For the first time in 75 years, Guam has recorded its first locally acquired case of dengue fever.

According to Public Health, on Tuesday a physician reported the suspected case in a patient that had no travel history outside of Guam, by Wednesday it was confirmed the individual contracted it on Guam.

The locally acquired case of dengue fever is the same type of virus causing outbreaks in Yap, Palau, Marshall Islands, and the Philippines.

Public Health has now implemented a heightened response in preventing the local transmission which includes the activation of a Public Health Incident Command, Enhanced Surveillance for dengue fever, and the fumigation of areas at high risk for mosquito transmission. Additionally, all healthcare providers have been urged to be on alert for additional cases.

 

About dengue fever: 

The principal symptoms of dengue fever are high fever, severe headache, severe pain behind the eyes, joint pain, muscle and bone pain, rash, and mild bleeding usually around nose or gums. Generally, younger children and those with their first dengue infection have a milder illness than older children and adults.  Dengue hemorrhagic fever (DHF), the severe form of the disease, is characterized by a fever that lasts from 2 to 7 days, which can be followed by persistent vomiting, severe abdominal pain, and difficulty breathing.  In addition, patients with DHF tend to bruise easily or other skin hemorrhages and possibly even internal bleeding. There is no vaccine for preventing dengue fever.

If you feel sick:

  • Talk to your doctor or nurse if you feel seriously ill, especially if you have a fever with other symptoms such as headache and joint pain, or have traveled to a country with locally occurring dengue fever or other mosquito-borne diseases.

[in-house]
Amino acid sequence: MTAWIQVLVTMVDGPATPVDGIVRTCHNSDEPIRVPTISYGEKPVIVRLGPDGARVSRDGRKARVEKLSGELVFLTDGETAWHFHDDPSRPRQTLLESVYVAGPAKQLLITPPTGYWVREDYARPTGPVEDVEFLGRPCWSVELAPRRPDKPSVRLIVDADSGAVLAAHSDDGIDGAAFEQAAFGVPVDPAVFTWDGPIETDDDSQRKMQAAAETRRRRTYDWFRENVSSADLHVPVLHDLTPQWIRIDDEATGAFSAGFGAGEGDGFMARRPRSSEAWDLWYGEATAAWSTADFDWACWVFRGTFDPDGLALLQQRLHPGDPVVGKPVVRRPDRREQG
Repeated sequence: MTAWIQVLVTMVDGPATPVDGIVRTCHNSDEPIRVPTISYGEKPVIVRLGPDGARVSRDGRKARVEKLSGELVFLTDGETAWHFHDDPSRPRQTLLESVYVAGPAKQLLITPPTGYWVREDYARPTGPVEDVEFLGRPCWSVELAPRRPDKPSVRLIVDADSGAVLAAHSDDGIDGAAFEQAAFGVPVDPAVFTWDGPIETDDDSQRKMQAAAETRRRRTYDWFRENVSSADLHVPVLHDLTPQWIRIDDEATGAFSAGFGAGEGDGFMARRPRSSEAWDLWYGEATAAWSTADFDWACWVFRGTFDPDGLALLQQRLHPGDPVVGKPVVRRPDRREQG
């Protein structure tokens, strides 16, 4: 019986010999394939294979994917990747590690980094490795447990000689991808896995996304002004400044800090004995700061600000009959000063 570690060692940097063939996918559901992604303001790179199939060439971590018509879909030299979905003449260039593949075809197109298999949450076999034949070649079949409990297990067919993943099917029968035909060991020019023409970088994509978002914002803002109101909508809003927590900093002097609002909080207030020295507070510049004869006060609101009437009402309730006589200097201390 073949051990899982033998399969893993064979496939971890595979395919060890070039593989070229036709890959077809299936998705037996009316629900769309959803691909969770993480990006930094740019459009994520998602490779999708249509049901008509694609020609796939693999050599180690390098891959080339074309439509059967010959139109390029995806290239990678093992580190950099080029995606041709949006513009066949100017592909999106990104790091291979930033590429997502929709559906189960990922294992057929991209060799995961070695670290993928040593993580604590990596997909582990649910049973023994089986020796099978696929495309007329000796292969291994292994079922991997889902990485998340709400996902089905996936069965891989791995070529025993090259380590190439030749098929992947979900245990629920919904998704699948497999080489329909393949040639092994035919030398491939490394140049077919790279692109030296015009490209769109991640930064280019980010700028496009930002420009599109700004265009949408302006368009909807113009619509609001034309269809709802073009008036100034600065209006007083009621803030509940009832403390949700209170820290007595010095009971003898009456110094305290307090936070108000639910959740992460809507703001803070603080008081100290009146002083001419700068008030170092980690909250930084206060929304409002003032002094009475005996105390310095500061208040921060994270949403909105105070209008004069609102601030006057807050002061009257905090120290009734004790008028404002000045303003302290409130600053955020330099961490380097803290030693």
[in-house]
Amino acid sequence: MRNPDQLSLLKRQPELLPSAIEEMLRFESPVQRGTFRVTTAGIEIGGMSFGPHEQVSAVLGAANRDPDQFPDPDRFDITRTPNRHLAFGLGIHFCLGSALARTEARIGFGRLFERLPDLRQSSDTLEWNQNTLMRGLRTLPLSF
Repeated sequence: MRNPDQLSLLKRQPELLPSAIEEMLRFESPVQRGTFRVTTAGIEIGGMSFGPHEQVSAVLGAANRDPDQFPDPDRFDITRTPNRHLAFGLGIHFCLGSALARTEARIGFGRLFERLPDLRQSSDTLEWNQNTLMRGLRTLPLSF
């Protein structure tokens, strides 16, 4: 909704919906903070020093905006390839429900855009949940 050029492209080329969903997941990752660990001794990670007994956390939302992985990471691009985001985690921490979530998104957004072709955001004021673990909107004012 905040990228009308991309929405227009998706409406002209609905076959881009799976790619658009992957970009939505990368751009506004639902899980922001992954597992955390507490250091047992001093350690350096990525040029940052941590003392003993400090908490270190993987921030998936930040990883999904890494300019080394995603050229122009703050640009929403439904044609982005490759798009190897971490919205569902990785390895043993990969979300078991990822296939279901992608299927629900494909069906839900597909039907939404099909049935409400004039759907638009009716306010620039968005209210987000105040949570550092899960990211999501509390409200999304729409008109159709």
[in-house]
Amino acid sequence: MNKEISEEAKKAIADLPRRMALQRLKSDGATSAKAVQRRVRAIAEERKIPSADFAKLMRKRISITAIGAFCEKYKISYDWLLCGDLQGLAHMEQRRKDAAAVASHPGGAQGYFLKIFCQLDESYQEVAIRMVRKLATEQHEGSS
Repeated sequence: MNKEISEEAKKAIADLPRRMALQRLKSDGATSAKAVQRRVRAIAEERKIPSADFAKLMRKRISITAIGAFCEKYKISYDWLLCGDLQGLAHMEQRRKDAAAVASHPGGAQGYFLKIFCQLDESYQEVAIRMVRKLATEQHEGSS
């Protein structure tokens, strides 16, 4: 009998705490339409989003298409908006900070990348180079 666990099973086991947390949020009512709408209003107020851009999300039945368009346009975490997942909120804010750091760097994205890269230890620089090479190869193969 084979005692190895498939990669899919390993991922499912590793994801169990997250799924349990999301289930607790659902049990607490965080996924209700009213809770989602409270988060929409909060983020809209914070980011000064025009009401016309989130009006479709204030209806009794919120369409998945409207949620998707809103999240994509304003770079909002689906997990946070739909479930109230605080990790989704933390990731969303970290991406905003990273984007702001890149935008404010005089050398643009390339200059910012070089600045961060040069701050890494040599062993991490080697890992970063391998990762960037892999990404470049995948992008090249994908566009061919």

• Consult with you doctor about the use of acetaminophen to treat fever and pain.
  • Get lots of rest, and drink plenty of liquids.
  • Avoid spreading the disease by preventing more mosquito bites.

MOSQUITO PREVENTION MEASURES

The Department of Public Health and Social Services asks residents to do their part to reduce the mosquito population with some simple steps:

  • Properly cover or dispose all containers that collect rainwater or water, such as flower pots, garbage cans, recycling containers, wheelbarrows, aluminum cans, boat tarps, old tires, and buckets.
  • Flush birdbaths and wading pools weekly.
  • Flush ornamental bromeliads with water, or treat with BTI, a biological larvicide available at most home stores.  
  • Clean roof gutters, which can become clogged and hold water. 
  • Change the water in outdoor pet dishes regularly. 
  • Keep pools and spas chlorinated and filtered.
  • Stock ornamental ponds with mosquito-eating fish.
  • Cover rain barrels with screening.
  • Check for standing water under houses, near plumbing drains, under air conditioner drip areas, around septic tanks, and water pumps. 
  • Take steps to eliminate standing water, improve drainage, and prevent future puddling. 

 

It’s important for residents to remember the four D’s of mosquito prevention:

  1. Drain:  Empty out water containers and scrub the sides to remove mosquito eggs at least once every 5 days.
  2. Dress:  Wear long sleeves, long pants, and light-colored, loose-fitting clothing.
  3. Defend:  Properly apply an approved mosquito repellent such as DEET, Picaridin, IR3535, or Oil of Lemon-Eucalyptus.
  4. Dusk and Dawn:  Avoid activity during those times when mosquitoes are most active.